Runbox CalDAV is the first of a new collection of services that will also include CardDAV (contacts) and WebDAV (file storage), so look out for more news in the weeks and months ahead.
At Runbox we are very pleased to be able to offer personalized support to our customers, and we do this 7 days/week, every week of the year.
If you need to contact Runbox Support, we would advise you to read our help page on Contacting Runbox Support. In particular we would like to draw your attention to the sections regarding how we will use information to identify you as the account holder.
It is very important that we protect your privacy and security of your account, and there are elements of that process that require you to keep account information up to date so that we can ensure we are talking to the correct person.
The most commonly used piece of information we use to identify you when you can’t contact us from your Runbox account is your alternative email address, and it is very important that you keep this up to date. Being unable to verify you as the account holder is very frustrating for customers and also for us as we can’t offer you the support you are expecting.
We realize there are some customers who prefer their Runbox account not be linked to other email accounts or methods of communication, but this does limit the support we can offer in those cases. We will always try to help as best we can, but ultimately we would rather deny access to an account than to provide that access to the wrong person.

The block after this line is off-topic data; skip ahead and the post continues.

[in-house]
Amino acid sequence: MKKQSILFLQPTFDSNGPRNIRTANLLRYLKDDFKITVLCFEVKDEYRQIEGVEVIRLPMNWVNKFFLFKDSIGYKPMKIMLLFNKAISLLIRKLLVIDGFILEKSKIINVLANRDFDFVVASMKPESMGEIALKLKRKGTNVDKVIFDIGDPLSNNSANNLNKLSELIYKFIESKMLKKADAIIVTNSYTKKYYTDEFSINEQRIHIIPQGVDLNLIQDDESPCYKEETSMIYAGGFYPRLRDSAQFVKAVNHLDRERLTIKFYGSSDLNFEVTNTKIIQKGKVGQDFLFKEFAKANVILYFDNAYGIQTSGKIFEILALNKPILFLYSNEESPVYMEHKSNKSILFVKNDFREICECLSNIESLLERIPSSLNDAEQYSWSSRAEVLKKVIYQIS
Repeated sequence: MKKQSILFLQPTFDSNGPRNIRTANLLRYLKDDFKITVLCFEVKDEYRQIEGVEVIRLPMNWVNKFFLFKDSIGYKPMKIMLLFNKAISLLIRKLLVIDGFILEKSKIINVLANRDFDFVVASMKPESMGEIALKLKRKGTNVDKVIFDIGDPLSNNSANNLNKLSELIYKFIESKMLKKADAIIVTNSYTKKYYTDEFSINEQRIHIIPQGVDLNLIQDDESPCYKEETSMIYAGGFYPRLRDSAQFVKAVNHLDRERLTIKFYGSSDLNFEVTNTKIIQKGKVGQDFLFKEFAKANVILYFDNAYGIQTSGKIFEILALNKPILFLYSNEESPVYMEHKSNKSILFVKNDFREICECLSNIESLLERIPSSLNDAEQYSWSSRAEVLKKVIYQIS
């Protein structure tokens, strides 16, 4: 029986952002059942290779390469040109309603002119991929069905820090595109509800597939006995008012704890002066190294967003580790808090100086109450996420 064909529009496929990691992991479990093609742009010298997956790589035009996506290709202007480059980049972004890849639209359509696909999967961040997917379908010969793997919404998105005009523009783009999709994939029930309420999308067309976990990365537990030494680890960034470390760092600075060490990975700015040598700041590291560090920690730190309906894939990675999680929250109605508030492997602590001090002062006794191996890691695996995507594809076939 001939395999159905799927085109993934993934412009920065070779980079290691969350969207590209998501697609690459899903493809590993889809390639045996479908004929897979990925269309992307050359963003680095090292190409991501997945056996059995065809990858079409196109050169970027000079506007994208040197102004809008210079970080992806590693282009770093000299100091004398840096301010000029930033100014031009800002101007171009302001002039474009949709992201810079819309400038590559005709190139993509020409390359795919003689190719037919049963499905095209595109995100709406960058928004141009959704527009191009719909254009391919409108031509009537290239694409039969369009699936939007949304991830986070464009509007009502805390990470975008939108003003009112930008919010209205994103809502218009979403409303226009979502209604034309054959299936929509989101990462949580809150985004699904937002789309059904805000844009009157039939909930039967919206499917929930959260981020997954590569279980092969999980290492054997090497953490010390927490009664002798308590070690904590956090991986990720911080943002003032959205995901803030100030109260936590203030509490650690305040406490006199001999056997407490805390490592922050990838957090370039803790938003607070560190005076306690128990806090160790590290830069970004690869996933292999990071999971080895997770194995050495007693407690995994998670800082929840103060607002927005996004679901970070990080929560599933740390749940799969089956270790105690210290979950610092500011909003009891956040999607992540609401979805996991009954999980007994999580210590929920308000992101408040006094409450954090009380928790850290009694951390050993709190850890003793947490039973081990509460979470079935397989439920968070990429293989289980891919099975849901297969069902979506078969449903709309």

If you have any questions about this, please contact Runbox Support 🙂
There are two main ways that people access their Runbox email. The first is our webmail service available on our website, and the other is via some kind of email program that might be on a computer, laptop, smartphone or tablet. If you use an email program, you will be using either our IMAP or POP service to download your incoming mail. IMAP and POP are ways in which email programs communicate with our servers to collect your mail.
We officially launched our new Dovecot IMAP service on mail.runbox.com in August, and we have been pleased with the number of customers who are moving across to this better IMAP service.
However, feedback we’ve received shows that some customers would like more time to make the switch. Therefore we are going to keep the old Courier-based IMAP service running for the time being, and will decide upon on a new retirement date in the future.
Why should I switch to the new IMAP service?
The new IMAP service provides a faster and more reliable way of accessing your mail, and also fixes a number of issues that were reported with some email apps when using the old service.